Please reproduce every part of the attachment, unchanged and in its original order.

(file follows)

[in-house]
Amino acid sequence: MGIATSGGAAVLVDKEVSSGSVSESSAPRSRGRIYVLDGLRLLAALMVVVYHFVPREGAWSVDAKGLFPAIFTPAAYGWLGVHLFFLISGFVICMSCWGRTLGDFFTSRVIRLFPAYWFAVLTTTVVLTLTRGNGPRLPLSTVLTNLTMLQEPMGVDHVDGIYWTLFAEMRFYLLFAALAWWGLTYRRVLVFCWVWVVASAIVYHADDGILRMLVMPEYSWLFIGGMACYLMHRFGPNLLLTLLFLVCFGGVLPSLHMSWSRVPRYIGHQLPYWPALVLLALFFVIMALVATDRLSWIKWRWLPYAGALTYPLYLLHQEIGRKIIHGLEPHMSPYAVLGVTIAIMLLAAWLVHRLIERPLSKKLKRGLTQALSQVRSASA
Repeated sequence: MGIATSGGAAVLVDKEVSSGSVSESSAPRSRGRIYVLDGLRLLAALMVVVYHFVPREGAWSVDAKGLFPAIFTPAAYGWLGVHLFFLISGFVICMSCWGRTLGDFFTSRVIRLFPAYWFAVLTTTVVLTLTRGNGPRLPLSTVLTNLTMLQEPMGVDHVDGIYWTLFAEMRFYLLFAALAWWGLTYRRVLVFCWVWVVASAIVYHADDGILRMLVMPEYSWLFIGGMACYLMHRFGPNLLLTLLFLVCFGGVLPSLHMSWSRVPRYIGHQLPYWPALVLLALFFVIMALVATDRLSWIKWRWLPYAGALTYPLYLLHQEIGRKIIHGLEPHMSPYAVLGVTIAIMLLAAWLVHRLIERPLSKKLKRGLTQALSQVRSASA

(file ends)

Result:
[in-house]
Amino acid sequence: MGIATSGGAAVLVDKEVSSGSVSESSAPRSRGRIYVLDGLRLLAALMVVVYHFVPREGAWSVDAKGLFPAIFTPAAYGWLGVHLFFLISGFVICMSCWGRTLGDFFTSRVIRLFPAYWFAVLTTTVVLTLTRGNGPRLPLSTVLTNLTMLQEPMGVDHVDGIYWTLFAEMRFYLLFAALAWWGLTYRRVLVFCWVWVVASAIVYHADDGILRMLVMPEYSWLFIGGMACYLMHRFGPNLLLTLLFLVCFGGVLPSLHMSWSRVPRYIGHQLPYWPALVLLALFFVIMALVATDRLSWIKWRWLPYAGALTYPLYLLHQEIGRKIIHGLEPHMSPYAVLGVTIAIMLLAAWLVHRLIERPLSKKLKRGLTQALSQVRSASA
Repeated sequence: MGIATSGGAAVLVDKEVSSGSVSESSAPRSRGRIYVLDGLRLLAALMVVVYHFVPREGAWSVDAKGLFPAIFTPAAYGWLGVHLFFLISGFVICMSCWGRTLGDFFTSRVIRLFPAYWFAVLTTTVVLTLTRGNGPRLPLSTVLTNLTMLQEPMGVDHVDGIYWTLFAEMRFYLLFAALAWWGLTYRRVLVFCWVWVVASAIVYHADDGILRMLVMPEYSWLFIGGMACYLMHRFGPNLLLTLLFLVCFGGVLPSLHMSWSRVPRYIGHQLPYWPALVLLALFFVIMALVATDRLSWIKWRWLPYAGALTYPLYLLHQEIGRKIIHGLEPHMSPYAVLGVTIAIMLLAAWLVHRLIERPLSKKLKRGLTQALSQVRSASA